Tony Blair Wants to Mediate in Catalonia Crisis

Tony Blair
Hannah Peters/Getty

As Catalonian leaders signal they could declare independence from Spain within a week, former UK Prime Minister Tony Blair is reportedly pitching himself as a mediator between the two sides.

The former Labour leader reportedly believes he can help bring the Catalan administration led by Carles Puigdemont and the conservative leadership of Mariano Rajoy in Madrid together, the Daily Express reports.

The situation in the northeast of Spain deteriorated over the weekend when police attacked voters casting their ballots in a referendum deemed illegal by the nation’s Supreme Court.

Spanish authorities failed in their attempts to stop the vote going ahead, and their actions only entrenched divisions. Catalan officials claim 90 per cent of people voted for independence, although the fairness and turnout of the vote have been questioned.

Mr. Blair considers himself an expert negotiator following his involvement in the Good Friday talks in Northern Ireland as well as being a Middle East envoy for the United Nations.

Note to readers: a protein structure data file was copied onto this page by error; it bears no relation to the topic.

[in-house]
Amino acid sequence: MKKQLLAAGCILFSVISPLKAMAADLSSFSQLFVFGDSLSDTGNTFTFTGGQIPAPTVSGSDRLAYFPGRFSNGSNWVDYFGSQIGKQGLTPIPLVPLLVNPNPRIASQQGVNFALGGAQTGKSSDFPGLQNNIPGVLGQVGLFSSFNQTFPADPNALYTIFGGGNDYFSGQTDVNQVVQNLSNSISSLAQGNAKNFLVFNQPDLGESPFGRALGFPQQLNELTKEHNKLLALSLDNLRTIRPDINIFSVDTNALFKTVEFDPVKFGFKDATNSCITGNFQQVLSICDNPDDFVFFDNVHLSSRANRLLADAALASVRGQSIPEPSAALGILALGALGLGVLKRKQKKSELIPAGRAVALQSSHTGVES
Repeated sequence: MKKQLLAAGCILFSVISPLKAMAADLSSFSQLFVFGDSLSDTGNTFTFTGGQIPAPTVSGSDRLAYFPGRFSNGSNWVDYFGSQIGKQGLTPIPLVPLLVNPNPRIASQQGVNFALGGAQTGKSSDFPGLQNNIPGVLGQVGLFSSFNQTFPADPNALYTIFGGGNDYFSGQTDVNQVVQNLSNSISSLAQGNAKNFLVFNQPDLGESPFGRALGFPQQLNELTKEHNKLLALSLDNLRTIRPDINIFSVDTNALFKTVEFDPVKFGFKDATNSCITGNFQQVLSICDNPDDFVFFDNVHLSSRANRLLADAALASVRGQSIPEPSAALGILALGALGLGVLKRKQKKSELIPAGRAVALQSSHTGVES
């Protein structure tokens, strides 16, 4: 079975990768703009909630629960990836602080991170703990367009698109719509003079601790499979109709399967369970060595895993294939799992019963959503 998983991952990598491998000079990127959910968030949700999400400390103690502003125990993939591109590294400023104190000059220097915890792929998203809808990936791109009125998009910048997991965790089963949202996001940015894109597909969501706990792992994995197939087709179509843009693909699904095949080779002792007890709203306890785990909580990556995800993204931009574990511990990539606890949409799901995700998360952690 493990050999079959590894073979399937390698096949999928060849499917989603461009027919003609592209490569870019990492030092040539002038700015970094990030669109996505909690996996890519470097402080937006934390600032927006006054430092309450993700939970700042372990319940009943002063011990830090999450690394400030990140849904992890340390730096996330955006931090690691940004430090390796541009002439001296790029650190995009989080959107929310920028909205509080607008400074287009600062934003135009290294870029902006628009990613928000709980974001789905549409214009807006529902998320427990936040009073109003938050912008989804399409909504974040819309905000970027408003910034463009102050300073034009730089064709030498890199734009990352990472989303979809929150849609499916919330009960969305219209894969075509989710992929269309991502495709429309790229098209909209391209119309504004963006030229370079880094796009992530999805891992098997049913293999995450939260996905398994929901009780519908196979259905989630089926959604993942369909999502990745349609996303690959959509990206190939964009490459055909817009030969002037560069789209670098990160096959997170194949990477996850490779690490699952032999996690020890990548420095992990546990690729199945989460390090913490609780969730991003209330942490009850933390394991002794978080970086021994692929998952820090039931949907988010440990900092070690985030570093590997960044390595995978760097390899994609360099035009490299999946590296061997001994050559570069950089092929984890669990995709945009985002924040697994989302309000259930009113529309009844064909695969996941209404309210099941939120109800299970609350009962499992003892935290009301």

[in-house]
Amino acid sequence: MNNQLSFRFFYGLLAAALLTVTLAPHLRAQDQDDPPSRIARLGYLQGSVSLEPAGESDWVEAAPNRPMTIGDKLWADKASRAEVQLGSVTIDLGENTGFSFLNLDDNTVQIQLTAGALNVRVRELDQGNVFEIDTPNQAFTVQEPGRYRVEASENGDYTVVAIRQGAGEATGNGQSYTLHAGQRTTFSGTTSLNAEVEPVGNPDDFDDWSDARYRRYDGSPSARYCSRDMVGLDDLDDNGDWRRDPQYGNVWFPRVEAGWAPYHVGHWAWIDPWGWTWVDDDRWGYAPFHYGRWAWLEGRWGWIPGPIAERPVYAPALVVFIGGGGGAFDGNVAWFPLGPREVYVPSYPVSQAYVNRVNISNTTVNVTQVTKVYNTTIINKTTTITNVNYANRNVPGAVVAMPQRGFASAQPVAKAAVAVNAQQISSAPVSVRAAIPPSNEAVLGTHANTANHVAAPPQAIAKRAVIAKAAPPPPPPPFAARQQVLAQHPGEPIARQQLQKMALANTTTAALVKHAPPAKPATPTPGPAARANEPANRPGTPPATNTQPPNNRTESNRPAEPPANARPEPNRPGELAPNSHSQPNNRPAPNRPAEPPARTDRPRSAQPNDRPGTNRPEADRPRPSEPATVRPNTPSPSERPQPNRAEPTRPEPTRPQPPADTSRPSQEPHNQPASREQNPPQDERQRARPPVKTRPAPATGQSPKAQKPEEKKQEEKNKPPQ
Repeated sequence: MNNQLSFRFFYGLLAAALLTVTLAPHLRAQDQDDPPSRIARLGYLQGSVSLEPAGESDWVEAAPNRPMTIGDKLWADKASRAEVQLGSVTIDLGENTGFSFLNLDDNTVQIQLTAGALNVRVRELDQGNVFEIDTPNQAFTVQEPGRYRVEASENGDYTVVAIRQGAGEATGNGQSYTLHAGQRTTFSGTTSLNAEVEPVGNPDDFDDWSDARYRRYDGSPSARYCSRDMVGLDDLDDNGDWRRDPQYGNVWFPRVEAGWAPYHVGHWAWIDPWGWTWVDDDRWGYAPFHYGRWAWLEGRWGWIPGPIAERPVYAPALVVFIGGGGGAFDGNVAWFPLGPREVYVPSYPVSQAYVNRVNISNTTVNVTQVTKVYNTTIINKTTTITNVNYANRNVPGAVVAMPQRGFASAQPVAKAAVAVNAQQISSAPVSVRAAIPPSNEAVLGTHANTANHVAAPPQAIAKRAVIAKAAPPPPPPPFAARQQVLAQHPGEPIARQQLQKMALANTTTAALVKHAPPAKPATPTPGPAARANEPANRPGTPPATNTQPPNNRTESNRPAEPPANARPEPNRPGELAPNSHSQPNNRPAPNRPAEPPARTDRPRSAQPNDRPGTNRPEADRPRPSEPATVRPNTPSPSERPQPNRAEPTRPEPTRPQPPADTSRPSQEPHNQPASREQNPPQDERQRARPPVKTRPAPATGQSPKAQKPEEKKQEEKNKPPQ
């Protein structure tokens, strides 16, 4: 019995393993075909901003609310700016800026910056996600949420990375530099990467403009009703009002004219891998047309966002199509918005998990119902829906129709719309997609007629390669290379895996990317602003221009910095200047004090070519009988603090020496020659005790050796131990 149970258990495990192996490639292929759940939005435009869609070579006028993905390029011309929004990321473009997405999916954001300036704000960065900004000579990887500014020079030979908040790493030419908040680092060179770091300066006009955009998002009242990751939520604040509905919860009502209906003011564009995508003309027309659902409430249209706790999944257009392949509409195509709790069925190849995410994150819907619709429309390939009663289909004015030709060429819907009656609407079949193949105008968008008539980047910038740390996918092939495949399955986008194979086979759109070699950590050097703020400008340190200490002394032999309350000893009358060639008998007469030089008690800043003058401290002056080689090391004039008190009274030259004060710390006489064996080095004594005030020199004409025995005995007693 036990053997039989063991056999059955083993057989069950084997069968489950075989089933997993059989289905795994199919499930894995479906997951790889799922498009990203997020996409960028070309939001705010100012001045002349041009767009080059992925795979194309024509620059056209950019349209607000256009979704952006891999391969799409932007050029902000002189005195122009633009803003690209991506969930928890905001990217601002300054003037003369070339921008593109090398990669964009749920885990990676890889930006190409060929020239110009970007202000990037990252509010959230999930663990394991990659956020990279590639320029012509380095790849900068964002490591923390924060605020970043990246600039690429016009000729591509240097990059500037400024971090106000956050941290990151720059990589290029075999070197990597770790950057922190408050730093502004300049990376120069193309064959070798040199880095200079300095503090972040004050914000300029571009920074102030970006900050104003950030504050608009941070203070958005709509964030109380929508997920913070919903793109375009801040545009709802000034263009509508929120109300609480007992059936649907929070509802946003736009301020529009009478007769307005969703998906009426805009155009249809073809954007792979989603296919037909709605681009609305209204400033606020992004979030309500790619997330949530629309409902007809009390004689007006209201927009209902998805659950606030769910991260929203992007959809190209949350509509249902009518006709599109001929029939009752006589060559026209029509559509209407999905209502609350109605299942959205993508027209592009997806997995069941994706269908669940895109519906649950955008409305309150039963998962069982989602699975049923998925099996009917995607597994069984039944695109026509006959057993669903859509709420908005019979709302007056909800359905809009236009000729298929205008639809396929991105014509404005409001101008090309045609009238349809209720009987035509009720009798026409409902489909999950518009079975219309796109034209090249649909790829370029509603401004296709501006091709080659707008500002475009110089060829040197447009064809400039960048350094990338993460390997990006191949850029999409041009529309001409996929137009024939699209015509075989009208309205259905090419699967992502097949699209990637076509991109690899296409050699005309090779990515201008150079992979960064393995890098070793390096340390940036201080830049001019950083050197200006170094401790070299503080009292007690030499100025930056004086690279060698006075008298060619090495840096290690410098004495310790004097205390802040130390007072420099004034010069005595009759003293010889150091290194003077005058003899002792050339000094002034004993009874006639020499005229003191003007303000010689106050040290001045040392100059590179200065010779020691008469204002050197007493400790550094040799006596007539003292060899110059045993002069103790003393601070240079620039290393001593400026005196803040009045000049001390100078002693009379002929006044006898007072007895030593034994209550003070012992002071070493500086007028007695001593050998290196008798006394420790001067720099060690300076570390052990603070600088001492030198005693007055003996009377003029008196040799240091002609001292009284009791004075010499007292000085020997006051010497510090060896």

A man dressed in the Catalonian flag confronts officers as police move in on the crowds as members of the public gather outside to prevent them from stopping the opening and intended voting in the referendum at a polling station where the Catalonia President Carles Puigdemont will vote later today on October 1, 2017 in Sant Julia de Ramis, Spain. (David Ramos/Getty)

His critics, however, point out that despite holding the UN post for almost eight years, he has failed to secure any real progress in the peace process between Israel and Palestine.

UKIP senior figure Ben Walker said the idea of Tony Blair mediating over Brexit talks “meant the process would become as fair as a 17th-century witch trial”.

He told the Express: “Tony Blair is an EU fanatic who will do whatever Brussels wants – which in this case is to ignore the wishes of the people of Catalunya.

“It will be more Auto da Fe than Fair Hearing.

“He will take the side of the Spanish government and conveniently ignore the fact the Spanish Constitutional Court is not neutral and does the bidding of the government.

“It is no good anyone just sitting back and condemning the actions of the Guarda Civil: this is about the issue of self-determination and Rajoy is just not listening.”


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